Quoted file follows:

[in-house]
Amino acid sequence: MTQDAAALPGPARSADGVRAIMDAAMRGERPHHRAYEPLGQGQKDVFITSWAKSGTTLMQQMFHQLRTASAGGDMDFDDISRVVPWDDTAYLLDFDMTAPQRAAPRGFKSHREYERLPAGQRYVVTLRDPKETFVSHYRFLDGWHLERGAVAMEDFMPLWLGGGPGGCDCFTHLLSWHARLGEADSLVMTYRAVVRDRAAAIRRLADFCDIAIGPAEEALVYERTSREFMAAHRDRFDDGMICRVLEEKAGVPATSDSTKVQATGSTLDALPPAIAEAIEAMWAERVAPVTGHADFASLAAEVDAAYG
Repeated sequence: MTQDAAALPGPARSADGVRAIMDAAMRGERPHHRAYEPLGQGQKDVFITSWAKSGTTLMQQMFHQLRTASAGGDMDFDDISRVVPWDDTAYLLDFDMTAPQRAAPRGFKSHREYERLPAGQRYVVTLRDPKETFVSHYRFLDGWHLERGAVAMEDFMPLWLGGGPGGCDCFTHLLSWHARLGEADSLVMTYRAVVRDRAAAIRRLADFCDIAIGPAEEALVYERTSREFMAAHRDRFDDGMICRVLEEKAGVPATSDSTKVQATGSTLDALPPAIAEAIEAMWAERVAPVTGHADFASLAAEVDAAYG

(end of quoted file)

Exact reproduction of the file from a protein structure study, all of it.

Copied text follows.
[in-house]
Amino acid sequence: MTQDAAALPGPARSADGVRAIMDAAMRGERPHHRAYEPLGQGQKDVFITSWAKSGTTLMQQMFHQLRTASAGGDMDFDDISRVVPWDDTAYLLDFDMTAPQRAAPRGFKSHREYERLPAGQRYVVTLRDPKETFVSHYRFLDGWHLERGAVAMEDFMPLWLGGGPGGCDCFTHLLSWHARLGEADSLVMTYRAVVRDRAAAIRRLADFCDIAIGPAEEALVYERTSREFMAAHRDRFDDGMICRVLEEKAGVPATSDSTKVQATGSTLDALPPAIAEAIEAMWAERVAPVTGHADFASLAAEVDAAYG
Repeated sequence: MTQDAAALPGPARSADGVRAIMDAAMRGERPHHRAYEPLGQGQKDVFITSWAKSGTTLMQQMFHQLRTASAGGDMDFDDISRVVPWDDTAYLLDFDMTAPQRAAPRGFKSHREYERLPAGQRYVVTLRDPKETFVSHYRFLDGWHLERGAVAMEDFMPLWLGGGPGGCDCFTHLLSWHARLGEADSLVMTYRAVVRDRAAAIRRLADFCDIAIGPAEEALVYERTSREFMAAHRDRFDDGMICRVLEEKAGVPATSDSTKVQATGSTLDALPPAIAEAIEAMWAERVAPVTGHADFASLAAEVDAAYG